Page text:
Scots and Education

August 6, 2009

According to English Historian G, M. Trevelyan, by the beginning of the 18th century Scots were the best educated people in Europe
In Canada Scots founded 5 out of 6 colleges which became:
The University of New Brunswick,
Kings College in Nova Scotia,
McGill University
University of Toronto and
Dalhousie University

Lord Dalhousie

Dalhousie University was founded by Lord Dalhousie in 1818. The curriculum was based on the curriculum and teaching methods used at the University of Edinburgh in Scotland. Thomas McCulloch became the first president of Dalhousie. Under McCulloch In 1841 Dalhousie was granted university status.

John Strachan

Established the first grammar schools in Upper Canada.
Sir John William Dawson

University of New Brunswick was founded in part by Sir John William Dawson a Canadian born of Scots heritage.
Thomas McCulloch
Thomas McCulloch, a Presbyterian minister, founded Pictou Academy, Nova Scotia in 1816. He modeled the curriculum on Scottish universities.
Lord Dalhousie
Dalhousie University was founded by Lord Dalhousie in 1818. The curriculum was based on the curriculum and teaching methods used at the University of Edinburgh in Scotland.
Thomas McCulloch became the first president of Dalhousie. Under McCulloch In 1841 Dalhousie was granted university status.
DAWSON, SIR JOHN WILLIAM
University of New Brunswick was founded in most part by Sir John William Dawson a Canadian born of Scots heritage.
FORRESTER, MAUREEN
Musician
FRAZER, SIR JAMES GEORGE
1854, 1 January Scholar and anthropologist, Sir James George Frazer, was born in Glasgow. He was educated in classical studies at Glasgow and Cambridge universities, and in 1879 he became a fellow at the latter. Fraser was knighted in 1914, awarded the British Order of Merit in 1925, and died in Cambridge on May 7, 1941.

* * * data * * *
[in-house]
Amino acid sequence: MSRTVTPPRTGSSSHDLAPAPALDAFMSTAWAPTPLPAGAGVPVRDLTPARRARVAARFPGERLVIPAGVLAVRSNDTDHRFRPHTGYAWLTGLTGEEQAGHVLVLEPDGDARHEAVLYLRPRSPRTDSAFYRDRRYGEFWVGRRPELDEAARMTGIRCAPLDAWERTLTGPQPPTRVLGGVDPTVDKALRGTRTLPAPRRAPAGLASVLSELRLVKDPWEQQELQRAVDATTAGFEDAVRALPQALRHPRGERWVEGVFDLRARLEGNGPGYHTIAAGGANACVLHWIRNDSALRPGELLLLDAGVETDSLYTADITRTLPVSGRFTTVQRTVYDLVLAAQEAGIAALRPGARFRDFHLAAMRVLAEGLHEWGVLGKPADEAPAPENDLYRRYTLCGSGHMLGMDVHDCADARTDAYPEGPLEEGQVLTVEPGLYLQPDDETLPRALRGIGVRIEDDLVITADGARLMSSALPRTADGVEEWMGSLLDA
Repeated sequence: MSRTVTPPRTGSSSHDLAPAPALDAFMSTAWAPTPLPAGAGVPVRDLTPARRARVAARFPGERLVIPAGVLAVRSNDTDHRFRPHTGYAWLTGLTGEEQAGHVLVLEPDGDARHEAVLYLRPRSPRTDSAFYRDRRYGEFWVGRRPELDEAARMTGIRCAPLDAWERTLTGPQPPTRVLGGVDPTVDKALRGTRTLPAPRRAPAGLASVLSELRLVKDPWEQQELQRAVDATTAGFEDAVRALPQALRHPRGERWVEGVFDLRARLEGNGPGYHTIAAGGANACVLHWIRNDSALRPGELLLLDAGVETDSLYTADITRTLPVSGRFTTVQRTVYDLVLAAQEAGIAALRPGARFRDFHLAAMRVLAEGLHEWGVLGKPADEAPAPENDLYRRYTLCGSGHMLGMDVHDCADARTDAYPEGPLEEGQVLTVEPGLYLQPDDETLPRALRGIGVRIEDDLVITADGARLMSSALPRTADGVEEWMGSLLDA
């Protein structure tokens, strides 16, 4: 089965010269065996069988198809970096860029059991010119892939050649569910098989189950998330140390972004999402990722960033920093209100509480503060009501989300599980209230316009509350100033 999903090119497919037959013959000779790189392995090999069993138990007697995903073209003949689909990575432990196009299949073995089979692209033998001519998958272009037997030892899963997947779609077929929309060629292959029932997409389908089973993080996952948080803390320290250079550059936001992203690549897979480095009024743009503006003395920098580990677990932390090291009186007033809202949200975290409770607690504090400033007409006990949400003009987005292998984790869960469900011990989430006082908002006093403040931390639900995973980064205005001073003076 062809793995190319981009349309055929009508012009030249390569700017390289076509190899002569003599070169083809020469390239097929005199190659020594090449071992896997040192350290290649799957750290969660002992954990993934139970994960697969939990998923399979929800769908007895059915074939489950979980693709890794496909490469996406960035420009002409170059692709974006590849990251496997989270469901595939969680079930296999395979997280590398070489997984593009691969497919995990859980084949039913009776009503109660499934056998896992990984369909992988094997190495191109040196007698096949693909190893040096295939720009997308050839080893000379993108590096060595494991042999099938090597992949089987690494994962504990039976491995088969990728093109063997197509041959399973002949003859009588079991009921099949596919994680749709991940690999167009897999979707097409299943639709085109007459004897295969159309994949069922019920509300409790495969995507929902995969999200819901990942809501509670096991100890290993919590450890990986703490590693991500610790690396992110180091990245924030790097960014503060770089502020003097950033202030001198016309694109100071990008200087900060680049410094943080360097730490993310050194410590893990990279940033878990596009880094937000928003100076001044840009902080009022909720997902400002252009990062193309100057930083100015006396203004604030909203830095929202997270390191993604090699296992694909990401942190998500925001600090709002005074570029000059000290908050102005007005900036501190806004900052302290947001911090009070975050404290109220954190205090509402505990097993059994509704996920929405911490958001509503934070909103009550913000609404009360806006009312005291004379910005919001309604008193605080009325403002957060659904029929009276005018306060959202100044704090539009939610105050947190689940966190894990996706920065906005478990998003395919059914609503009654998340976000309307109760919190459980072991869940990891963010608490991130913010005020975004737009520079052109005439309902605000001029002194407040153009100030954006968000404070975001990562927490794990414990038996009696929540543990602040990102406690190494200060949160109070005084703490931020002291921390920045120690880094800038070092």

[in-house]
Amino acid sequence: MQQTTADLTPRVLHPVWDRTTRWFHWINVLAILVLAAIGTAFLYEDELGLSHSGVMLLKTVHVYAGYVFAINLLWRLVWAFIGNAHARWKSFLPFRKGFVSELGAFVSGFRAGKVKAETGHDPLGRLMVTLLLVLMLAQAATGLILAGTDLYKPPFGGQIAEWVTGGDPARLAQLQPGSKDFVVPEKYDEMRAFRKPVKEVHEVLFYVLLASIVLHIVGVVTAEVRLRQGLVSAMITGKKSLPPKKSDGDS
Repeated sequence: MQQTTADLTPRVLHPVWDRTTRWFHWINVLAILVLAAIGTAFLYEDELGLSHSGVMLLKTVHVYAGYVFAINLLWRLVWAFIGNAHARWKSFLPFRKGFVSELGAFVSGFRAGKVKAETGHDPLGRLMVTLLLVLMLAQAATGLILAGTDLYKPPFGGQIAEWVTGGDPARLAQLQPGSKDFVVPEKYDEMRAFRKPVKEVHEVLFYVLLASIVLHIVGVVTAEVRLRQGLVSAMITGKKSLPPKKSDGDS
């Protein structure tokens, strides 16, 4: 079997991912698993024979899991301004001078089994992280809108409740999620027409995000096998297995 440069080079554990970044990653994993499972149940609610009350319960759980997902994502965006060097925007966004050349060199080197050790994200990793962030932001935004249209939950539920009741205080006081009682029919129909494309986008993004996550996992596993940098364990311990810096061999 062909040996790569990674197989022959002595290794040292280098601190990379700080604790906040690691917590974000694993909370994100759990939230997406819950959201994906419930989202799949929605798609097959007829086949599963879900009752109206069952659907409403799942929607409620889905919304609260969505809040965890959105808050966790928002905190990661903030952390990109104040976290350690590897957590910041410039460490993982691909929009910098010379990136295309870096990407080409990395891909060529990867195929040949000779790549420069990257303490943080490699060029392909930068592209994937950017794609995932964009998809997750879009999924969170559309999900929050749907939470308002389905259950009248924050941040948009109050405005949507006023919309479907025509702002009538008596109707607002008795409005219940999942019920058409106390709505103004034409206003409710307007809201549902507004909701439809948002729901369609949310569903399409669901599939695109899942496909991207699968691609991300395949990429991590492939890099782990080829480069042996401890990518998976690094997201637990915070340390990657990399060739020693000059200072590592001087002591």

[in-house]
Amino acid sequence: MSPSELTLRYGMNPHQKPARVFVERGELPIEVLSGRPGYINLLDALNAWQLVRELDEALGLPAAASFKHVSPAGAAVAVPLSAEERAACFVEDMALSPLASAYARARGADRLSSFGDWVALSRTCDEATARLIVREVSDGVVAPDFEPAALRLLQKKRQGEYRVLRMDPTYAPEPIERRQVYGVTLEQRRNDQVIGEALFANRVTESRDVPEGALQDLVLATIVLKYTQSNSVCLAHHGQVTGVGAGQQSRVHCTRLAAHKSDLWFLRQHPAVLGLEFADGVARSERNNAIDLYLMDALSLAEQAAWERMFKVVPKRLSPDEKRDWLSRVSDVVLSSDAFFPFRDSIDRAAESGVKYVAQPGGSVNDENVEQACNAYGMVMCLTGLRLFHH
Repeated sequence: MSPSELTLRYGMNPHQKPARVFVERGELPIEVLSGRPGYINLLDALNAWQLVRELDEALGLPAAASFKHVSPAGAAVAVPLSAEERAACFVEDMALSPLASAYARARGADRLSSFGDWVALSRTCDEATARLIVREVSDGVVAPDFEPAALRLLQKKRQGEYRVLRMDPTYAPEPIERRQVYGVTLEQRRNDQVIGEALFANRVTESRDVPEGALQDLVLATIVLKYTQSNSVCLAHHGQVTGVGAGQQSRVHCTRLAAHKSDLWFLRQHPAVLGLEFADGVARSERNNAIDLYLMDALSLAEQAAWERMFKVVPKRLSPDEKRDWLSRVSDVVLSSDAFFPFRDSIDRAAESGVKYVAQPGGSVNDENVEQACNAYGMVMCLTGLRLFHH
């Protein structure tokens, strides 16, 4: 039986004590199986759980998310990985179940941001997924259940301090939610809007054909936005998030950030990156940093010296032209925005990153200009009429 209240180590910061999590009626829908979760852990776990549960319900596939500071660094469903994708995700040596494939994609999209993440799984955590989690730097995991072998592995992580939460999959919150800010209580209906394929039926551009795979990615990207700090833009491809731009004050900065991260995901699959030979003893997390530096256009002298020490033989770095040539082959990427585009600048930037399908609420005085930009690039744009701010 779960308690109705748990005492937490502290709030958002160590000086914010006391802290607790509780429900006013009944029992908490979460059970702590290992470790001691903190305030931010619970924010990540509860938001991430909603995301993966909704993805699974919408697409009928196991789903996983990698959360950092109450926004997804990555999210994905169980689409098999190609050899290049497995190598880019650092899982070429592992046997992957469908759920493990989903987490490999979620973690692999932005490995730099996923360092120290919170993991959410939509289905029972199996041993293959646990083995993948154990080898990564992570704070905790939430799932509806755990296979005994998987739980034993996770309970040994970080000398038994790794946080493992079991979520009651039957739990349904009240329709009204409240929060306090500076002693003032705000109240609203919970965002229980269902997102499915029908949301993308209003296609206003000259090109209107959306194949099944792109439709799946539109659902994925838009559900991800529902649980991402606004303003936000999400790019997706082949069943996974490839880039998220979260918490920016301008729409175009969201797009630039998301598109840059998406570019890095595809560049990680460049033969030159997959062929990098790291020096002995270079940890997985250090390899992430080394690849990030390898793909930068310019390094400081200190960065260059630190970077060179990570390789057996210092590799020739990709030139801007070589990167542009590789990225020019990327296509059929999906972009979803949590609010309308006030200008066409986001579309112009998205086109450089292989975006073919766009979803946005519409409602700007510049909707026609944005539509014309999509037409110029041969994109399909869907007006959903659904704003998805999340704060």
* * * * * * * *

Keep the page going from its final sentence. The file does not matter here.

Sir James George Frazer blended Sir Edward Tylor’s Primitive Culture comparative method with his own to study ancient customs by examining modern people living on a primitive level. He did not do fieldwork but rather spent considerable time doing library research in obtaining ethnographic information from the accounts of travelers, missionaries, and officials. His great work, written in Victorian style, was The Golden Bough, a study of religion and magic that popularized anthropology was published in 1890. His later works include Totemism and Exogamy (1910), Folklore in the Old Testament (1923), and Man, God and Immortality (1927)

MacEachern, Angus
Born in Scotland in 1759 died 1835 immigrated to P.E.I. in 1790
He was the irst Bishop of Charlottetown, P.E.I. 1831 He established St. Andrew’s College in PEI for seminarians

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